5G is coming — and with it, potentially, some enormous changes in how service is delivered. For decades, the gold standard of internet service has been fiber optic cable (so-called fiber-to-the-home, or FTTH). Dreams of a nationwide wired network delivering gigabit or greater speeds, however, have been stymied by steep costs and, to some extent, by relentless political campaigns by the ISPs themselves to ban municipal broadband and entrench their own monopolies. 5G’s rollout isn’t going to do anything to change the latter issue, but ISPs are salivating over the idea of the former.
Verizon, for example, has announced a new service for its 5G customers rolling out in four cities: Los Angeles, Sacramento, Houston, and Indianapolis. Sign up for the company’s service, and you’ll get a free Apple TV ($179) and a subscription to YouTube TV, at $40 per month. Instead of a wired connection, you’ll receive internet service via 5G wireless streaming. Verizon is planning a wider rollout in 2019, and of course, hasn’t said anything about price yet.
There are still numerous questions to be answered about how well these services will practically work. Companies have talked up 60GHz wireless connections and insane bandwidth capabilities over short-range connections for years, and many companies, not just Verizon, are interested in moving away from fixed wireline installations and towards wireless service. Google Fiber may have begun with a bang with wireline fiber rollouts, but the company has also telegraphed its own shift away from wires and towards wireless service using millimeter band waves. Frequency ranges contemplated by various companies for broadband deployments have ranged from 25GHz – 60GHz, so there’s a huge range of spectrum covered by these options, at least in theory.
But how much will these benefits actually accrue to customers? Based on LTE, I’m not particularly optimistic. Over the last near-decade of LTE service, ISPs have found new ways to charge insane amounts of money for internet by adopting per-gigabyte pricing plans rather than the unlimited plans that typified the 3G generation. Today, it’s generally impossible to buy cellular internet at anything like competitive pricing compared with standard wired service and it’s difficult to see how that would change going forward. Companies that have made such phenomenal amounts of money have little reason to change their pricing strategies.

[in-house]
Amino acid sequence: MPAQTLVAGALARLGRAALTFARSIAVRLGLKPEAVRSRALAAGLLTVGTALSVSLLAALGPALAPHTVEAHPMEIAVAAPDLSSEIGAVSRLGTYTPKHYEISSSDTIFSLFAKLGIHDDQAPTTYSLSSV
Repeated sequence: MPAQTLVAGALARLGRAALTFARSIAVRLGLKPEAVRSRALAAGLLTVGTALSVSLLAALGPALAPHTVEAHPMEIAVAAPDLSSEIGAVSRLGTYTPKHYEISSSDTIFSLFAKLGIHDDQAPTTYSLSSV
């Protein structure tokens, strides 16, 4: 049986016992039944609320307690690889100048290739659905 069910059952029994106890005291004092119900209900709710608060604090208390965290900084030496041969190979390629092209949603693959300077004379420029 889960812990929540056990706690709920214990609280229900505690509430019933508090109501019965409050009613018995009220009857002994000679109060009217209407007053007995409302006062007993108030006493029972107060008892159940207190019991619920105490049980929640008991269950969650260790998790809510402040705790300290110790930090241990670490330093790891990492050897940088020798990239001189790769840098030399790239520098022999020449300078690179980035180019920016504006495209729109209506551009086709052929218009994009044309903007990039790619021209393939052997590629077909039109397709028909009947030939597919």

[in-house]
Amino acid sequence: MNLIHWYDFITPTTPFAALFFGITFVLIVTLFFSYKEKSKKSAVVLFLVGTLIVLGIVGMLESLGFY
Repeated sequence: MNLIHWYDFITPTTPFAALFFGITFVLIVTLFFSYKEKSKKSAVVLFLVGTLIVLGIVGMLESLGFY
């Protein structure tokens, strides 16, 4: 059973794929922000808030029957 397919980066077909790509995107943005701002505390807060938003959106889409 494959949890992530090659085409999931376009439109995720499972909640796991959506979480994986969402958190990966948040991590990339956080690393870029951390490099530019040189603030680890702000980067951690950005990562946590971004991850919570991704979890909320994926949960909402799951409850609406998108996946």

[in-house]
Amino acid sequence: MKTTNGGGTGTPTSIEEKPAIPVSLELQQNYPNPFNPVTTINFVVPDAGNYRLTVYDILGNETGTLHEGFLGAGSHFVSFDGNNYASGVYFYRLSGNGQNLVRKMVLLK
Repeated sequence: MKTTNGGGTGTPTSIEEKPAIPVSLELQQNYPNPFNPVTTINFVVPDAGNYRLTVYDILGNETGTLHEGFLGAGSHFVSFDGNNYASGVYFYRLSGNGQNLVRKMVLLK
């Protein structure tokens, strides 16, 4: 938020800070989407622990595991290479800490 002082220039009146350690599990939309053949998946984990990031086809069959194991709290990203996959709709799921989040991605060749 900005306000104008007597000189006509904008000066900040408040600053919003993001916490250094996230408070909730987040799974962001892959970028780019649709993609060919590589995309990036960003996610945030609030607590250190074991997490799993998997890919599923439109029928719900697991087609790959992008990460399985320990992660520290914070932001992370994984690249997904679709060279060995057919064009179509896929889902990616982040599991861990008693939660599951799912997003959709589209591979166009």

5G’s promise is that it can effectively serve as a single pipe into the home, without a need to distinguish between wired service and cellular, or even between Wi-Fi and cellular. That’s certainly what Verizon is pushing, with the idea that its internet service would serve as the only connection you’d ever need. But that’s also before we consider the issues associated with 5G related to signal strength attenuation, line-of-sight transmission requirements, and the fact that both air and water absorb millimeter band signals depending on their wavelength (oxygen molecules in the atmosphere absorb 60GHz signals rather well and there’s a water-related bump between 20 and 25GHz as well).
In theory, cities are ideal places to deploy 5G — huge numbers of customers are packed into residential districts — but the increased attenuation also means you need more line-of-sight transmitters to reach individual customers, which could mean increased capital costs. As a result of this, there’s a general expectation that 5G rollouts will be far more expensive than their LTE counterparts. It should be noted that estimates on this point vary widely, with some analysts pointing to as much as 2x the cost of 4G rollouts while others predict more modest increases. One estimate from Bloomberg last year pegged the additional backhaul requirement as costing as much as $200B. Some analysts are concerned that 5G service could be so expensive to deploy, carriers will do everything they can to claim to offer 5G service without actually deploying it. Someone is going to have to pay these costs and it’s probably going to be you.
5G should be much faster than LTE, and it’s got the theoretical capability to extend gigabit service to more homes than can receive it now. The only question is, will it be deployed at price points that make it affordable and reasonable to use as a general internet service rather than solely for mobile devices? Based on the history of US ISP mobile data pricing, I’m anything but optimistic.
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